- PlayStation 5 and Xbox Series X are still on track to launch in holiday 2020, chipset provider AMD confirmed during a recent meeting with analysts.
- The coronavirus outbreak isn’t expected to delay the launch of the PS5 or Xbox Series X into 2021, despite factories shutting down all over the world.
- Supply issues may still arise if the outbreak isn’t contained by the time production ramps up.
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Although nothing trumps the health and safety concerns that have sprung up in the wake of the coronavirus outbreak, it’s impossible to ignore how substantial the impact has been on the tech industry as well. From canceled conferences and gatherings to potential delays of upcoming products, we won’t know the extent of the damage that has been done until the virus has been contained, which could take months. Therefore, it’s no real surprise that some have wondered whether or not the PlayStation 5 and Xbox Series X will actually ship on time.
Both the PS5 and Xbox Series X are slated to launch this holiday season, but with all of the closures and quarantines around the world due to the spread of COVID-19, it seems possible that the production of the new consoles could be affected. Thankfully, we now have at least some evidence that the consoles are still on schedule.
During AMD’s Financial Analyst Day presentation on Thursday, Rick Bergman, AMD’s Executive Vice President of Computing and Graphics, showed the following slide to the audience in attendance and those watching the stream from home which seems to reinforce the idea that both the PS5 and Xbox Series X will be ready for holiday 2020. “NEXT GENERATION ON TRACK” doesn’t really leave a lot of room for interpretation:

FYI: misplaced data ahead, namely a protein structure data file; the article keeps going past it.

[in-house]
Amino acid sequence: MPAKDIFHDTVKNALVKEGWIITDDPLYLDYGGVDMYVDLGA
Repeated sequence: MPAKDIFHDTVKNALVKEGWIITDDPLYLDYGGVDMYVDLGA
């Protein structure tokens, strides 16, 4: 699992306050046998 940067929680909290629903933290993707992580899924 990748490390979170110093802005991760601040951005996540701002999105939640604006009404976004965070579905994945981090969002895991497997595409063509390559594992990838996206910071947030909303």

Of course, the consoles being on track to ship this year is important to AMD, as both Sony and Microsoft will use the company’s GPU architecture to power the next-generation devices. Microsoft reiterated this point in a recent blog post covering many of the specifications and feature of the Xbox Series X:
Xbox Series X is our most powerful console ever powered by our custom designed processor leveraging AMD’s latest Zen 2 and RDNA 2 architectures.
And here’s what PS5 lead system architect Mark Cerny told Wired last April when the console was announced:
PlayStation’s next-generation console ticks all those boxes, starting with an AMD chip at the heart of the device. […] The CPU is based on the third generation of AMD’s Ryzen line and contains eight cores of the company’s new 7nm Zen 2 microarchitecture. The GPU, a custom variant of Radeon’s Navi family, will support ray tracing, a technique that models the travel of light to simulate complex interactions in 3D environments.
Difficulties and surprises may lie ahead as the world contends with the viral outbreak, but, at least for now, AMD is confident that Sony and Microsoft will have their next-gen consoles on store shelves before the end of the year. The real question is whether or not supply will be able to meet demand.